May 02, 2014

CWI in European research project precision farming

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Increasingly, remote sensing data is made publicly available by organizations such as ESA and NASA. Based on these data, and in combination with other sources, new valuable applications can becreated. In the European research project “Linked Open Earth Observation Data for Precision Farming” (LEO) researchers from the Centrum Wiskunde & Informatica in Amsterdam and the University of Athens join their forces with industry partners to develop an application for precision farming. The new application is based on remote sensing and geospatial data.

With precision farming, advanced agriculture using GPS, satellite observations and tractors with on-board computers, the farming process is performed as accurately and efficiently as possible. This is achieved by combining data from earth observations with other geospatial sources such as cadastral data, data on the quality of the soil, vegetation and protected areas. This enables the farmer to find the optimal trade-off in maximizing his yield with minimal use of fertilizers and pesticides while respecting environmental protection.

The challenge of the project is to transfer different sources of information into a high-quality advice. Along with high-tech enterprises Space Applications Services, Vista and industrial partner PC-Agrar, software will be developed to support the use of earth observation data linked with spatial data. In this process the different types and formats of data – from satellite images to relational tables – make the task highly complicated.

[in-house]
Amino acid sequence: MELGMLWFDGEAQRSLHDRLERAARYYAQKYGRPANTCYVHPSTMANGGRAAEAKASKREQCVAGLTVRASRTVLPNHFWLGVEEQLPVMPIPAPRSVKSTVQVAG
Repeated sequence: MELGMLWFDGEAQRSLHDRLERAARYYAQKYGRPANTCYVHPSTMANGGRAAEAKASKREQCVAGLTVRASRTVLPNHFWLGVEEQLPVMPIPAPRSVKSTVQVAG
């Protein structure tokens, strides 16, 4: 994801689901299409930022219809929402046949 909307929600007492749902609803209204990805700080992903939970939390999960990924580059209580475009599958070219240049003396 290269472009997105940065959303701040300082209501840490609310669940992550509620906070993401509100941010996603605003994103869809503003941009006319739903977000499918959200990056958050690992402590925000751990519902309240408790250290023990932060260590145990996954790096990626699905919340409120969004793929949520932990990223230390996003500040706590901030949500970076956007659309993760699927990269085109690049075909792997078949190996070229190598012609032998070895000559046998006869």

In the project, researchers from CWI will combine the various data sources, transfer them into RDF (Resource Description Framework) format and publish as Linked Open Data. To convert the data to a standard semantic format as RDF , the researchers make use of the MonetDB database technology developed by CWI. In addition, the industry partners will develop a precision application in which data is processed into high-quality agricultural advice. As part of the project, workshops with users are organized to monitor their needs and requirements.

The LEO project is connected to the efforts of European and the US governments to make more and more data publicly available as Linked Open Data to facilitate their (re-)useability. The RDF standard has been developed as a method of representing data for exactly such purposes. More information about the project is available at :